Newspapers including the Democratic Voice of Burma display black front pages at a Yangon news stall on April 11, 2014, after a DVB reporter was convicted of "disturbing a civil servant" for trying to get an interview with an education official. (AFP)
Newspapers including the Democratic Voice of Burma display black front pages at a Yangon news stall on April 11, 2014, after a DVB reporter was convicted of "disturbing a civil servant" for trying to get an interview with an education official. (AFP)

Myanmar journalist arrested after overnight attack: employer

The Democratic Voice of Burma reporter Kaung Myat Hlaing livestreamed the Monday night attack on his apartment in Myeik as he pleaded for help. DVB says it does not know which military unit took him, or where they have taken him.

By AFP

A Myanmar reporter was attacked in his home and detained by the military, his employer said Tuesday, after days of crackdowns by the junta on anti-coup protesters. 

Myanmar’s military has escalated force as it attempts to quell an uprising against its rule, deploying tear gas, rubber bullets and, increasingly, live rounds. 

Journalists have found themselves targeted by police and soldiers as they try to capture the unrest on the streets. In recent days, several have been arrested, including an Associated Press photographer in Yangon.

A Democratic Voice of Burma reporter livestreamed the Monday night attack on his apartment building in the southern city of Myeik as he pleaded for help.

Hours later, DVB said on Twitter that reporter Kaung Myat Hlaing had been taken from his home by security forces.

“DVB has no knowledge of where he was taken away, and which military authority took him,” said the statement.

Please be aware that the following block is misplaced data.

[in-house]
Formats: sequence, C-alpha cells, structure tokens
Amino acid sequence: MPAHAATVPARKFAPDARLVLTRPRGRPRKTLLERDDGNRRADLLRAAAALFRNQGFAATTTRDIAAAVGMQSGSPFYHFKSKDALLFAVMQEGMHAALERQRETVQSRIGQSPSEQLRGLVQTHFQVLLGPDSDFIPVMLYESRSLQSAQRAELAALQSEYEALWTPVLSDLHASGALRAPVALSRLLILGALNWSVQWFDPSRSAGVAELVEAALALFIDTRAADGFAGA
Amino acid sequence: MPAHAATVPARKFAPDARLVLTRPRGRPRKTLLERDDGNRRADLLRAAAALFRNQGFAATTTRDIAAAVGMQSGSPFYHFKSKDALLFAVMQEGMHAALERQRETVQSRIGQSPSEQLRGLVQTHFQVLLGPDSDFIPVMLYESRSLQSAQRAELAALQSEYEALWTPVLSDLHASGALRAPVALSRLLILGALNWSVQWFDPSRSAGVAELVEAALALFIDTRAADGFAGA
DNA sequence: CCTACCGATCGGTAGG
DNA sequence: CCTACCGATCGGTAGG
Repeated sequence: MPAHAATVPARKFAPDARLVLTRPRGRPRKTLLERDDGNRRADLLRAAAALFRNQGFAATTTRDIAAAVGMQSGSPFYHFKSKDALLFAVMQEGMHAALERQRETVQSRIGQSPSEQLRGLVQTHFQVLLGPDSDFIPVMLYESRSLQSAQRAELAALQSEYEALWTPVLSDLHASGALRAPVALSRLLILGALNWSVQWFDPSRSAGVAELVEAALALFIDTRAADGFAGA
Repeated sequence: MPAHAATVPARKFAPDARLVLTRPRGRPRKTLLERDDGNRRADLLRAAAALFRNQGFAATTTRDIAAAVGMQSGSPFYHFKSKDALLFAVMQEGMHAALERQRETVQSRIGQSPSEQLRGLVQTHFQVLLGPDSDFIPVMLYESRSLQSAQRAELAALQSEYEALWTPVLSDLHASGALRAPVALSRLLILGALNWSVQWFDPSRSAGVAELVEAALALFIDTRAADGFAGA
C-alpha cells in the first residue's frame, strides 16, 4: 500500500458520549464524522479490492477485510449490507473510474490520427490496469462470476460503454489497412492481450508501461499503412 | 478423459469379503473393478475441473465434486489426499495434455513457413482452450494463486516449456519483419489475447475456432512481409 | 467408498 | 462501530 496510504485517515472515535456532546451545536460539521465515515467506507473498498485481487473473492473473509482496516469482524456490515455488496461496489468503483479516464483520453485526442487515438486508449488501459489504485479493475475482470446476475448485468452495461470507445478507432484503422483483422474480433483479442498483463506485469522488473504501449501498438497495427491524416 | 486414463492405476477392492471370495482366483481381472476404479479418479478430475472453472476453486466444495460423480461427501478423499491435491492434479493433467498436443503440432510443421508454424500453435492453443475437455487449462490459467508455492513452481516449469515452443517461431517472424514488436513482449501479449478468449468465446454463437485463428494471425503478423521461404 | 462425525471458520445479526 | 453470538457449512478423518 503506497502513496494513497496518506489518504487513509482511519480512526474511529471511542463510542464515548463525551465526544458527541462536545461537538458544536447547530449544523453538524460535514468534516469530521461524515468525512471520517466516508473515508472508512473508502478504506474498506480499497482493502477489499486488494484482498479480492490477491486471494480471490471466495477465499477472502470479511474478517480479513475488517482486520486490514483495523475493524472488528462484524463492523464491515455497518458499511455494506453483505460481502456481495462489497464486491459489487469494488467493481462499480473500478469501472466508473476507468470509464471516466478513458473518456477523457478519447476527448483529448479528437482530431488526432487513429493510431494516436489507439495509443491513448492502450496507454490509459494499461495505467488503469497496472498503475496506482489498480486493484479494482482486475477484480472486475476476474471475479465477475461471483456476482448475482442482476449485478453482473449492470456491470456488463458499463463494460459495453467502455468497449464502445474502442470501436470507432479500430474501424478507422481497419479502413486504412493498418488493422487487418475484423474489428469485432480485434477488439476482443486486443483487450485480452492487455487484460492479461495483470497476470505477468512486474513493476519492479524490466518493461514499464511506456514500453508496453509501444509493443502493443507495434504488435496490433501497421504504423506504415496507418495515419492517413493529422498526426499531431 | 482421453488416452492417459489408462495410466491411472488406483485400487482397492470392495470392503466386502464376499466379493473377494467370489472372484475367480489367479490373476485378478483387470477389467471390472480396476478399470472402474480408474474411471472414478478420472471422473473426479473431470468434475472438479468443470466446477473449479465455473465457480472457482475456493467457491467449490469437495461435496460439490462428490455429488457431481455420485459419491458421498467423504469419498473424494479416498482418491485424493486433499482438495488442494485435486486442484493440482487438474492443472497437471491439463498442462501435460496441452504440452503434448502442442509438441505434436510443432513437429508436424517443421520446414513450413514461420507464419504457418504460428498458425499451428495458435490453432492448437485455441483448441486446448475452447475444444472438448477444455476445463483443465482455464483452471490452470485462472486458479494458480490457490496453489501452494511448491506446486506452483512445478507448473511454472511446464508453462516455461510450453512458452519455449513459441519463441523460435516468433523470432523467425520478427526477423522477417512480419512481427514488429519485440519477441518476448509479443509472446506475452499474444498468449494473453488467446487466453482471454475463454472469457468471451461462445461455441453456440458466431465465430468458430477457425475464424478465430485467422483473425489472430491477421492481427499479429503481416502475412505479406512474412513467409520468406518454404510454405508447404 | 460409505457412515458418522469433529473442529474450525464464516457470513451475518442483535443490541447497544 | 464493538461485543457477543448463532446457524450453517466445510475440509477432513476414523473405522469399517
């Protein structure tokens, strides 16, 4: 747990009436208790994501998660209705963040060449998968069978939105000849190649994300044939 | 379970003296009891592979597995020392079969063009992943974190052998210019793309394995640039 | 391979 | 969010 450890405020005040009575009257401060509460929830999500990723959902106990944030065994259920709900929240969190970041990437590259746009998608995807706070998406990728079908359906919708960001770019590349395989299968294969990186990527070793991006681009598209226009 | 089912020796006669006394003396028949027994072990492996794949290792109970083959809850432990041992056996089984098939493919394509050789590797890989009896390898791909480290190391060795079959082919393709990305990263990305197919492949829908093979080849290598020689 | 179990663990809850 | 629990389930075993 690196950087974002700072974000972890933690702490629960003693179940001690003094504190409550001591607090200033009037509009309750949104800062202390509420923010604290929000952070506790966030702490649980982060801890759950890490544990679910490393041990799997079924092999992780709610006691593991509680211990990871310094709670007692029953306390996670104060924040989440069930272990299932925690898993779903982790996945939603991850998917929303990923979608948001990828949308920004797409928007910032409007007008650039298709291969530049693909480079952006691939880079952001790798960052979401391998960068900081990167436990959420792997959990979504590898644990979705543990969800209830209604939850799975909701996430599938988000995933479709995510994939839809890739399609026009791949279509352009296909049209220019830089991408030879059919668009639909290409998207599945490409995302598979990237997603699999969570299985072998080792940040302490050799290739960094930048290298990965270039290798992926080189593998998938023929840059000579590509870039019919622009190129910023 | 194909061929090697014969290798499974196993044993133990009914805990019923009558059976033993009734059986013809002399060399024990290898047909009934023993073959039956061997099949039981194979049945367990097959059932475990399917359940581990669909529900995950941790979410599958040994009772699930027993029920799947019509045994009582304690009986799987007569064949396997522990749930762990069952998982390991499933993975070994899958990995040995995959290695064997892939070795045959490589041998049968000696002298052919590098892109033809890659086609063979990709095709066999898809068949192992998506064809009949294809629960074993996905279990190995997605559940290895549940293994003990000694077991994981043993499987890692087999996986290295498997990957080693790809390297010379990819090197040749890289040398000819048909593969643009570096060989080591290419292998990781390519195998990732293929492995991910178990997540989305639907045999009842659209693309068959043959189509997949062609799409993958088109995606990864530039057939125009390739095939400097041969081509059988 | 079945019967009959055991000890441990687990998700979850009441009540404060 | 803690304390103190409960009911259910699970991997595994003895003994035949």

It added that Kaung Myat Hlaing’s latest reports were on a weekend military crackdown in Myeik, as well as on Monday’s demonstrations. 

Loud bangs could be heard during Kaung Myat Hlaing’s livestream, which was hosted on DVB’s official Facebook page.

“If you are shooting like this, how will I come down?” he shouted at the security forces outside.

DVB, a well-known news organisation within Myanmar, started as an exile media outlet during the previous junta, broadcasting uncensored reports on TV and radio. 

After a 49-year hold on power, the military dictatorship loosened its grip in 2011, and DVB moved into Myanmar the following year.

The outlet demanded Tuesday that the military release Kaung Myat Hlaing, as well as other journalists detained since the February 1 putsch.

“They are all doing their professional jobs as journalists,” it said.

Share on facebook
Share on twitter
Share on email

More stories

Latest Issue

Stories in this issue
Myanmar enters 2021 with more friends than foes
The early delivery of vaccines is one of the many boons of the country’s geopolitics, but to really take advantage, Myanmar must bury the legacy of its isolationist past.
Will the Kayin BGF go quietly?
The Kayin State Border Guard Force has come under intense pressure from the Tatmadaw over its extensive, controversial business interests and there’s concern the ultimatum could trigger fresh hostilities in one of the country’s most war-torn areas.

Stay on top of Myanmar current affairs with our Daily Briefing and Media Monitor newsletters

Our fortnightly magazine is available in print, digital, or a combination beginning at $80 a year

Sign up for our Frontier Fridays newsletter. It’s a free weekly round-up featuring the most important events shaping Myanmar